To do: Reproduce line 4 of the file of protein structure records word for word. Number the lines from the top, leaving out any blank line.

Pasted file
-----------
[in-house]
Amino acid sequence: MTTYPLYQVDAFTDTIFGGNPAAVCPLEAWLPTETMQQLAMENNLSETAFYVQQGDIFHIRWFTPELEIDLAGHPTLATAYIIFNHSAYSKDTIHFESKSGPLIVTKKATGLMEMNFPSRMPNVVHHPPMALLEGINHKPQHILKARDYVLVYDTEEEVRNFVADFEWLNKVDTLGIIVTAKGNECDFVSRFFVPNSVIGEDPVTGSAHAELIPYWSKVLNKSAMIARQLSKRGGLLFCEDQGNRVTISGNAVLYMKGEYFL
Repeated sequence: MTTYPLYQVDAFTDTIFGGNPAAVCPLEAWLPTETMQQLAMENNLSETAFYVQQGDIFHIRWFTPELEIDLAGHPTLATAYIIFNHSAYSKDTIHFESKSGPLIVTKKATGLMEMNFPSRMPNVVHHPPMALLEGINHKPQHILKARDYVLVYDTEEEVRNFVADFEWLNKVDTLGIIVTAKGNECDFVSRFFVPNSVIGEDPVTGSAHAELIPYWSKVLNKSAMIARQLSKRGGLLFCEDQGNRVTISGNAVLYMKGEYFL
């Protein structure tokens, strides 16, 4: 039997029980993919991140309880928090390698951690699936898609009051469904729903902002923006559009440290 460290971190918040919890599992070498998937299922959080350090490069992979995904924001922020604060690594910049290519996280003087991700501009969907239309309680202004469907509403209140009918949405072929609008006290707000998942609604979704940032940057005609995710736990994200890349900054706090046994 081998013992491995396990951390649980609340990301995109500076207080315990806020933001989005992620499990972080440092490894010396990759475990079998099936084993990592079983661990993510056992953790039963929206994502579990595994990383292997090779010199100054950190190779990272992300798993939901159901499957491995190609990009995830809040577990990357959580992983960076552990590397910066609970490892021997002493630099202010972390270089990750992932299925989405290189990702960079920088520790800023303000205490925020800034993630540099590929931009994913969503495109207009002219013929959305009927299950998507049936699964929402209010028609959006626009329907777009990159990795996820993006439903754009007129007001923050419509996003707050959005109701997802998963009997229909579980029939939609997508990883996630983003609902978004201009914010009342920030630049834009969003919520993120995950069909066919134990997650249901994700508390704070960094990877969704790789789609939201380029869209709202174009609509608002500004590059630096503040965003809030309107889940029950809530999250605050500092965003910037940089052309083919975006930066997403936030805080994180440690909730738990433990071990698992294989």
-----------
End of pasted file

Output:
């Protein structure tokens, strides 16, 4: 039997029980993919991140309880928090390698951690699936898609009051469904729903902002923006559009440290 460290971190918040919890599992070498998937299922959080350090490069992979995904924001922020604060690594910049290519996280003087991700501009969907239309309680202004469907509403209140009918949405072929609008006290707000998942609604979704940032940057005609995710736990994200890349900054706090046994 081998013992491995396990951390649980609340990301995109500076207080315990806020933001989005992620499990972080440092490894010396990759475990079998099936084993990592079983661990993510056992953790039963929206994502579990595994990383292997090779010199100054950190190779990272992300798993939901159901499957491995190609990009995830809040577990990357959580992983960076552990590397910066609970490892021997002493630099202010972390270089990750992932299925989405290189990702960079920088520790800023303000205490925020800034993630540099590929931009994913969503495109207009002219013929959305009927299950998507049936699964929402209010028609959006626009329907777009990159990795996820993006439903754009007129007001923050419509996003707050959005109701997802998963009997229909579980029939939609997508990883996630983003609902978004201009914010009342920030630049834009969003919520993120995950069909066919134990997650249901994700508390704070960094990877969704790789789609939201380029869209709202174009609509608002500004590059630096503040965003809030309107889940029950809530999250605050500092965003910037940089052309083919975006930066997403936030805080994180440690909730738990433990071990698992294989």